I poured myself another cup of coffee, my third already this afternoon. I was really, really dreading what I was about to do. I had stupidly scheduled a tour of my garden with many rose snobs. Not knowing what any of them would think of my house whose price tag did not reach the 7-figure dollar-mark and yet neither was it 235-qualified, I somehow felt that my “digs” were not appropriate for those who had allowed me to become a member of this snobbish society, nor did I qualify as one of their “habitat for humanity” projects. I was very, very middle-class. Not even upper middle-class.
Should I apologize that there were two families on my street whose property did not invite the glitter award, yard of the month, or should I excuse it as just some ruthless, less-refined people had moved in and had left their yards to reckless abandon, or should I be honest and tell them they were officers of the neighborhood covenant. Why was I so nervous about these people? I had seen them hundreds of times before, have chaired the board meetings and toured their gardens and taken many trips out of town and even slept in the same room and eaten with them. It was just now that I was beginning to have a jittery feeling that their harsh judgment was about to come down on me, full force. I wanted to plea a sudden heart attack or a daughter-in-law in labor, about to deliver, one who didn’t even know she was pregnant, necessitating a cancellation. It was too late to do this now, so the best I could do was down this last cup of coffee from the less-than-sophisticated Mr. Coffee, empty my bladder a couple more times, comb my hair, brush my teeth and don that summer dress that I had spent my last $100.00 (on sale) to buy. Yes, I could pretend I bought it earlier in the season and had worn it a dozen times, that it was just thread bare, but that would be a straight-out lie. They may be snobbish but they are not blind. They can see the dress has never been washed, not even washed. I should have done that and made it look like it was not a special dress. Why didn’t I just go to the dirty-clothes hamper and find something? Ummm. I guess I answered my own questions. It’s a fragrant occasion, not a soured-tennis shoe occasion. I could just be myself and feel inferior to everyone, which is what I knew that I would do.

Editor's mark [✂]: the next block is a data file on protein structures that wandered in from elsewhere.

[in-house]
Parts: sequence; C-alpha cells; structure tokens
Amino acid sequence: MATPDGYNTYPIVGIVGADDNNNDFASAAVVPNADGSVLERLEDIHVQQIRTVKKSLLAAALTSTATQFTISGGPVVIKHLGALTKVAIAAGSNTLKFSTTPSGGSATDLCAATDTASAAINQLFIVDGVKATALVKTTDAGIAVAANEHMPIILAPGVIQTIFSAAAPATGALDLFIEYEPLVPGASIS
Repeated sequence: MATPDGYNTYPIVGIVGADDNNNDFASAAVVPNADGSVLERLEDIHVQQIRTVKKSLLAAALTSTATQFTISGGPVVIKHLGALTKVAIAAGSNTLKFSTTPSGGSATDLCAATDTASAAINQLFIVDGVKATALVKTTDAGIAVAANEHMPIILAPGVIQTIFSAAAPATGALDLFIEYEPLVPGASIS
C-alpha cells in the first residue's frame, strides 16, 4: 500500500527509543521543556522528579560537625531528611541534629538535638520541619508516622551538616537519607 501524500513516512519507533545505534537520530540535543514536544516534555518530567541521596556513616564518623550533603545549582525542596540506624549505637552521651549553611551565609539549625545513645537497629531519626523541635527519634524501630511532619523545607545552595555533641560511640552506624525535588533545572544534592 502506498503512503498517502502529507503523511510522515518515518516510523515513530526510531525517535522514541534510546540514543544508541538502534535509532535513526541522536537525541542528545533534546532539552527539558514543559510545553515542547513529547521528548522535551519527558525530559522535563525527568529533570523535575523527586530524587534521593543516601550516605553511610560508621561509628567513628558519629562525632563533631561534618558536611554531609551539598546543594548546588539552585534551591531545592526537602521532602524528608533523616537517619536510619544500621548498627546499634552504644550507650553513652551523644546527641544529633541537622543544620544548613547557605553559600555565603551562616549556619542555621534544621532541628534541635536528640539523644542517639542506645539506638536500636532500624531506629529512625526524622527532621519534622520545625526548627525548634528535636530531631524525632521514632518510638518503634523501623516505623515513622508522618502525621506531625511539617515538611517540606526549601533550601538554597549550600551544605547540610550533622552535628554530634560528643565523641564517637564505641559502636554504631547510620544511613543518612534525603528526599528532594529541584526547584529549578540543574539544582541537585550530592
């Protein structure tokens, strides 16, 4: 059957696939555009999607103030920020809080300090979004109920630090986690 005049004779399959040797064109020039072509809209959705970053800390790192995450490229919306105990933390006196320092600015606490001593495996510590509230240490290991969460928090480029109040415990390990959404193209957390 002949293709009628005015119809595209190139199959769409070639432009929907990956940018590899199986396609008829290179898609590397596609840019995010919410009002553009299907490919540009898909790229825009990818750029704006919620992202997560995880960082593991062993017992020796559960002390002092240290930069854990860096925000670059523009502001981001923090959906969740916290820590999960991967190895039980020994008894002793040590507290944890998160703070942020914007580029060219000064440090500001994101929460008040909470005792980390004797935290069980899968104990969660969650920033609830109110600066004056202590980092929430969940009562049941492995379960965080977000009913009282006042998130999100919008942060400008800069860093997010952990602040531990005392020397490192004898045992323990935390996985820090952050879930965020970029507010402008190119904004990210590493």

As I pulled myself together combing, brushing, polishing and dressing, just needed to empty my bladder one more time, I heard a car pull into my driveway. Oh, my driveway. That big white, wide expanse of cement, bleached out by the sun, looking so different from the brick-paved driveways of the upper class, those who feigned poverty if their cars cost less than my house. Oh, heavens! I should have left that ivy growing on the house. It, at least, hid the residual of the eggs where the unsavory youth who were not allowed to skateboard on the big white cement driveway, avenged their rejection one hot day and left yellow and white burned protein all over the wall. What was I thinking when I removed the ivy, at least it gave the house some character and it hid the demeanor of my unruly neighborhood teenagers. Just imaging that it was the white linen colored Jaguar that belonged to Larry and Cheryl made me feel even more ill-at-ease. I knew Larry not only held a degree in horticulture, owned several farms, a farm supply store, but he grew some of the most gorgeous roses I had ever seen. Gees, what was I thinking when I agreed to this? Did I think that anyone was really going to take my roses seriously? My roses were mine and I loved them, so why was I feeling so inadequate?